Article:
Big jets are under siege. Boeing just announced the end of production for the iconic 747 Queen Of The Skies, and many airlines have retired, or mothballed their gigantic Airbus A380 “Super Jumbo” fleets. With hardly anyone traveling, let along flying, there just isn’t enough demand to justify two decks, unless of course – you’re Emirates.
Emirates Adds 6th A380 Destination
While airlines scramble to fill planes of any size, Emirates is aggressively rolling its biggest birds out to markets all over the globe. As of August 16th, the Emirates A380 will begin service to Toronto, adding a North American gateway to the list of current A380 flights including Cairo, London, Paris, Guangzhou and Amsterdam.
As of August 2020, Emirates is serving 70 overall destinations, which represents circa 50% of its pre-pandemic network. The move is in stark contrast to other airlines, many of which have permanently retired the A380, including Air France. Lufthansa also sent six A380’s into retirement.
Qatar Airways recently proclaimed flying the A380 “is not commercially or environmentally justifiable to operate such a large aircraft in the current market”, after noting the airline had no plans to bring the aircraft back in service in 2020, or perhaps ever.
Emirates A380’s famously offer private first class suites with doors, the airlines best business class seat, and some of the widest seats, with the most legroom in economy. Sadly, the upstairs bar, and first class showers, two iconic and unique elements of the Emirates A380, are closed for social distancing.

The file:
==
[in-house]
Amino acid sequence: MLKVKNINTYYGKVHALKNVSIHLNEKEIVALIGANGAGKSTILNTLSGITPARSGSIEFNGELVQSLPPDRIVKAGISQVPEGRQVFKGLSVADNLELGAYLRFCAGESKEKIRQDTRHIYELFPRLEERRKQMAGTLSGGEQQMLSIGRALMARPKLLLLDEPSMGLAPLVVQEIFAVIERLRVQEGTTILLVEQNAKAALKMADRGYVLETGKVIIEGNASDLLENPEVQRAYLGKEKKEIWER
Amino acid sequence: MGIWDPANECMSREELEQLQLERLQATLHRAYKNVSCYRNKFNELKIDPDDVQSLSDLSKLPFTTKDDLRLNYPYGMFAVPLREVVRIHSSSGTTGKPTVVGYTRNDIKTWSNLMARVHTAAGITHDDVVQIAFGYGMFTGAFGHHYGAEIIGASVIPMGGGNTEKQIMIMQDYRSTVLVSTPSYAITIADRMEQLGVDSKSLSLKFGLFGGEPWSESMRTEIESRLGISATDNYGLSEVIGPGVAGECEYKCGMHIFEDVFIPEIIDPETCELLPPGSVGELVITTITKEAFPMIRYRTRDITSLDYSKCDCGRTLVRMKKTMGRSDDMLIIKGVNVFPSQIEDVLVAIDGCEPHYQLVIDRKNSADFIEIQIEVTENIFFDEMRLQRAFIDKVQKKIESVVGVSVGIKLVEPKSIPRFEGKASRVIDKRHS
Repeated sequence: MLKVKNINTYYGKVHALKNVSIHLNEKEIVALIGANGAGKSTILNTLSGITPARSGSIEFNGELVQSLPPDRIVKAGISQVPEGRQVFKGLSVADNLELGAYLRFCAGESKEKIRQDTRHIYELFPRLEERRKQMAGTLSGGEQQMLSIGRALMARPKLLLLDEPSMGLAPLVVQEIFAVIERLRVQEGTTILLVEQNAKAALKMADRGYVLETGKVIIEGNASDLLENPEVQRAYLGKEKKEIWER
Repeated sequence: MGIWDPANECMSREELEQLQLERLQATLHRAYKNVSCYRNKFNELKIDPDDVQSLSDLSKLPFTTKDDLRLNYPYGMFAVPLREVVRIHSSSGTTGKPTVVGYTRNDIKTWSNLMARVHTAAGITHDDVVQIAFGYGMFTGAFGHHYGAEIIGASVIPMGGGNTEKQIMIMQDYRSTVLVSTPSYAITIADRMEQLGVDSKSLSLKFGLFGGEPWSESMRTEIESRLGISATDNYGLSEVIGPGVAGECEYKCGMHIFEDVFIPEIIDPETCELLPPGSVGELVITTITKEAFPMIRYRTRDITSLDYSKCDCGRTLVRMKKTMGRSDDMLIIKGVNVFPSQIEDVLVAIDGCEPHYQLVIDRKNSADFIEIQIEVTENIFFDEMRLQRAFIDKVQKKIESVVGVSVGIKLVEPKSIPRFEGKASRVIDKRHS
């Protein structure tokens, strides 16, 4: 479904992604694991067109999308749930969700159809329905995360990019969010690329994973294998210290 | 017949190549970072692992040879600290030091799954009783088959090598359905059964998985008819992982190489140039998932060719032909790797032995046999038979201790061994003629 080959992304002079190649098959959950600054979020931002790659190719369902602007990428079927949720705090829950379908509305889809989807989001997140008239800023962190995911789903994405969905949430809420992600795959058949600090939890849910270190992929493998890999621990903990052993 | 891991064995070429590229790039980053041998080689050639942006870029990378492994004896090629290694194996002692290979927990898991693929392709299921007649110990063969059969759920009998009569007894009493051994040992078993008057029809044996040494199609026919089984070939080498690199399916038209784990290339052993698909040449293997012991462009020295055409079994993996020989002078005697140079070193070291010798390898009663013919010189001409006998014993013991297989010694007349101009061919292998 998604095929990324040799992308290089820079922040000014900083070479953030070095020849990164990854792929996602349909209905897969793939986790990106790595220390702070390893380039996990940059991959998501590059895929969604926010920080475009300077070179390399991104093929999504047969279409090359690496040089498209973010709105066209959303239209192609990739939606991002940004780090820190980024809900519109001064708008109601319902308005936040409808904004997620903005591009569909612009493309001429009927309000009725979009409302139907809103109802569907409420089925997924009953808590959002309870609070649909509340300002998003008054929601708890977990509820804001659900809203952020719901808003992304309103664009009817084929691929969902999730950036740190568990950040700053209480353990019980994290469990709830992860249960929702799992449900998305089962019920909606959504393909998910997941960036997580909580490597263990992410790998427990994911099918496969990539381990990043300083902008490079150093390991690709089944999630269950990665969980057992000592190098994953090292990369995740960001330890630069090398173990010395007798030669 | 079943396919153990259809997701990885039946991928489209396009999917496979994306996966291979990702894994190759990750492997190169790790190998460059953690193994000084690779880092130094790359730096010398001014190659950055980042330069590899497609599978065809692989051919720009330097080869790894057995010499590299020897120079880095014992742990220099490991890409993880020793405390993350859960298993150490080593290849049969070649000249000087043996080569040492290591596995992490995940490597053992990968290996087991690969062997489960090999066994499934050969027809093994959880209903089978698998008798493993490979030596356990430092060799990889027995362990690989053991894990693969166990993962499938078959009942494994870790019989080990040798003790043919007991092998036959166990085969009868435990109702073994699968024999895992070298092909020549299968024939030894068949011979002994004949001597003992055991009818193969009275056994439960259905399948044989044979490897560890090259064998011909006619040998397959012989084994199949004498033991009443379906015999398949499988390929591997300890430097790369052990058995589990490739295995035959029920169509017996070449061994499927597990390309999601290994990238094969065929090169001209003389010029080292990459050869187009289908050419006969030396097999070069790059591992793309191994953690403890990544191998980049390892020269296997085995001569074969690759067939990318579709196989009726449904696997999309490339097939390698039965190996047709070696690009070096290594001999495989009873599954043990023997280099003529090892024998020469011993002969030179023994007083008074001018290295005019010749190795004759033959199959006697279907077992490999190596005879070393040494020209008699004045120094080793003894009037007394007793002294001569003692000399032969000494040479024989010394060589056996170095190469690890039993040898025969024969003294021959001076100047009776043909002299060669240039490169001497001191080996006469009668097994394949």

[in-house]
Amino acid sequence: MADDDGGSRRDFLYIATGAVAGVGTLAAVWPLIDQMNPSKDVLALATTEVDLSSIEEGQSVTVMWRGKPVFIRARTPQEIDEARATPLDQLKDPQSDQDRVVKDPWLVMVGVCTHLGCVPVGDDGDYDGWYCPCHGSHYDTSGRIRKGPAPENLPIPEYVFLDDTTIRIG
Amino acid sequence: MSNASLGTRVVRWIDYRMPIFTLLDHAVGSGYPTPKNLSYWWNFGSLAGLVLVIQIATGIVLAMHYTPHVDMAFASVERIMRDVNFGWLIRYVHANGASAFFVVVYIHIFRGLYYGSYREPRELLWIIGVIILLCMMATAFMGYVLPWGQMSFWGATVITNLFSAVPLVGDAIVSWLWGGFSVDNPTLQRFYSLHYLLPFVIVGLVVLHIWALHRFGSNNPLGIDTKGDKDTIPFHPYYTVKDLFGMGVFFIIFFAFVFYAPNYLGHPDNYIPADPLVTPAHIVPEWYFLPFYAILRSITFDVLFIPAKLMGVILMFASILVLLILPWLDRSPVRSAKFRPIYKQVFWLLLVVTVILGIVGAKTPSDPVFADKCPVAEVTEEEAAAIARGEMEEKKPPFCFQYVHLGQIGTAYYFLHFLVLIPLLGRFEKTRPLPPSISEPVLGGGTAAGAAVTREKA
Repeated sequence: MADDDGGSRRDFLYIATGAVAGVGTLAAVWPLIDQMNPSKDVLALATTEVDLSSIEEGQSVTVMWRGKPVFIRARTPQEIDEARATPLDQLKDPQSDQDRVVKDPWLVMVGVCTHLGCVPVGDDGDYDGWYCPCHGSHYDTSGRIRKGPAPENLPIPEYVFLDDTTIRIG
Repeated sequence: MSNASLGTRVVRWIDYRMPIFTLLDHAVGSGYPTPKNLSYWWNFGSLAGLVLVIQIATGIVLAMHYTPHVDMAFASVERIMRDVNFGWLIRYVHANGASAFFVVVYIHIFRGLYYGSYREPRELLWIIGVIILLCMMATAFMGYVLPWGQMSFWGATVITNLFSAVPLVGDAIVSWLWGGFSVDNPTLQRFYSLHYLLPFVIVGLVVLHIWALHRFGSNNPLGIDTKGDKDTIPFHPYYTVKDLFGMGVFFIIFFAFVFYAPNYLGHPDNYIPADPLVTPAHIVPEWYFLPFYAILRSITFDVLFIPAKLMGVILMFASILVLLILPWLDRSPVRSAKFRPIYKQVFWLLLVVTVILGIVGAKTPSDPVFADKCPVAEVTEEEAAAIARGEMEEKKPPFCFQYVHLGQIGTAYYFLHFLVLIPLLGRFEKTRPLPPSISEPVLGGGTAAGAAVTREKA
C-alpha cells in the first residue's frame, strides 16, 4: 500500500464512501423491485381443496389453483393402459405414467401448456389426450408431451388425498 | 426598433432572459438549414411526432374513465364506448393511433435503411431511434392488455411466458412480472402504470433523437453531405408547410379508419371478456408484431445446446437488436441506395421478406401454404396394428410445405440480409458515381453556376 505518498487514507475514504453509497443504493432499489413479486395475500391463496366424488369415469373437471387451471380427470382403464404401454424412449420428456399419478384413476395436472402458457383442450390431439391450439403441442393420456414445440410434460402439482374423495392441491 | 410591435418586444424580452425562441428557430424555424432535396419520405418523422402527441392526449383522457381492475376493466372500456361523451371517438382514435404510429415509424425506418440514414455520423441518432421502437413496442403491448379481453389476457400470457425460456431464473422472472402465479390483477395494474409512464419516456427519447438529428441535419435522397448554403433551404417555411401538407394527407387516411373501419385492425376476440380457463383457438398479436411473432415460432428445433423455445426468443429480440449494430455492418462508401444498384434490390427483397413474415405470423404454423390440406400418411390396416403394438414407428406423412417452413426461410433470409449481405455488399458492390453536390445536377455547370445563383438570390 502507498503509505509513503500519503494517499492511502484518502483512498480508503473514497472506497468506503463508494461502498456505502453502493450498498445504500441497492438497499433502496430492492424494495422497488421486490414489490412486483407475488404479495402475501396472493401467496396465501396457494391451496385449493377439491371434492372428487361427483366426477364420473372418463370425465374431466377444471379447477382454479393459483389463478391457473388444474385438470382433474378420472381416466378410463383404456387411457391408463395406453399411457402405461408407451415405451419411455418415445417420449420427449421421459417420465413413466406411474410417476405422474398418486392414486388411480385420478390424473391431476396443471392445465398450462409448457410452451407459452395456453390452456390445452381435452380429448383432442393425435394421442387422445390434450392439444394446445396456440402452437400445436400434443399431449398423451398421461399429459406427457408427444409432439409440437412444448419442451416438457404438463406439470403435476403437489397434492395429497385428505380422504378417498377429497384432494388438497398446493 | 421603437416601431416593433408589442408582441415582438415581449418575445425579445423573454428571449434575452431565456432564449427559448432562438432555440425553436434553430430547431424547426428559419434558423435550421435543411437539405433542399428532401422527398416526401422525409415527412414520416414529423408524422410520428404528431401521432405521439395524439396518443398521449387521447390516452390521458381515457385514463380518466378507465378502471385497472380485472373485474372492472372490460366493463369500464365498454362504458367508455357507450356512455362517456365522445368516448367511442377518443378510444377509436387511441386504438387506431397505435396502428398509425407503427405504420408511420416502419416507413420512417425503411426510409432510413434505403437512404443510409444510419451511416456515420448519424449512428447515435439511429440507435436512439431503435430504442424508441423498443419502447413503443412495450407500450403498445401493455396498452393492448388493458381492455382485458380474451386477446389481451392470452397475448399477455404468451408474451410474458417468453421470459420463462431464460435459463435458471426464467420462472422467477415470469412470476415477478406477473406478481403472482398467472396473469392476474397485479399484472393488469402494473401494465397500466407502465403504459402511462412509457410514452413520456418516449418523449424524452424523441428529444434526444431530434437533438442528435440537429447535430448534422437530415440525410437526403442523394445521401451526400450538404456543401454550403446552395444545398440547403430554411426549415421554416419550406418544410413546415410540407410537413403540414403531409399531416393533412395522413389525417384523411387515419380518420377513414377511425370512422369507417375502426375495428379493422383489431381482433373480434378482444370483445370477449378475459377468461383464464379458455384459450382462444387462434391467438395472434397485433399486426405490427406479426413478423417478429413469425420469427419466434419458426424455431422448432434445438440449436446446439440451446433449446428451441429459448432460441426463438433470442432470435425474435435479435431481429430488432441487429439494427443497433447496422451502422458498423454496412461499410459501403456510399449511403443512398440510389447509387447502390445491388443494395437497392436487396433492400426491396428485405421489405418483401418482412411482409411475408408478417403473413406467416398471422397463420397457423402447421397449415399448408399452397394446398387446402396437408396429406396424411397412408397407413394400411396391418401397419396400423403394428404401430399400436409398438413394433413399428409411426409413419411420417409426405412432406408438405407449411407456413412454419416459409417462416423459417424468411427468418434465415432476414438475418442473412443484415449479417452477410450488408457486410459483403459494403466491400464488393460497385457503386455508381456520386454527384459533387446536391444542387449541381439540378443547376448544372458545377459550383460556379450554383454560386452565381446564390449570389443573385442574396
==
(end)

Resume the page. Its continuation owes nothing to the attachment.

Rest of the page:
Emirates Re-Launch Success
After temporarily grounding all flights, Emirates seems to be enjoying a secret sauce which is bringing passengers back. That sauce seems to be rooted in safety. Emirates now requires all passengers to present a recent negative covid-19 test pre departure, with Dubai mandating negative tests, even for transit passengers.
As a trade off, all passengers receive complimentary covid-19 coverage, which covers up to €150,000 in expenses, including medical care and repatriation, if you catch covid-19 abroad within 31 days of your departing Emirates flight. The coverage applies even to destinations onward from where your Emirates flights lands, which is impressive.
Emirates also flies the Boeing 777-300, which offers greater cargo capacity, so any move to add the A380 is a clear sign that passenger demand is actually returning, and not just empty hope. As country restrictions begin to lift and more robust and uniform testing measures are put in place at airports around the globe, Emirates is in a strong position to win flyers back.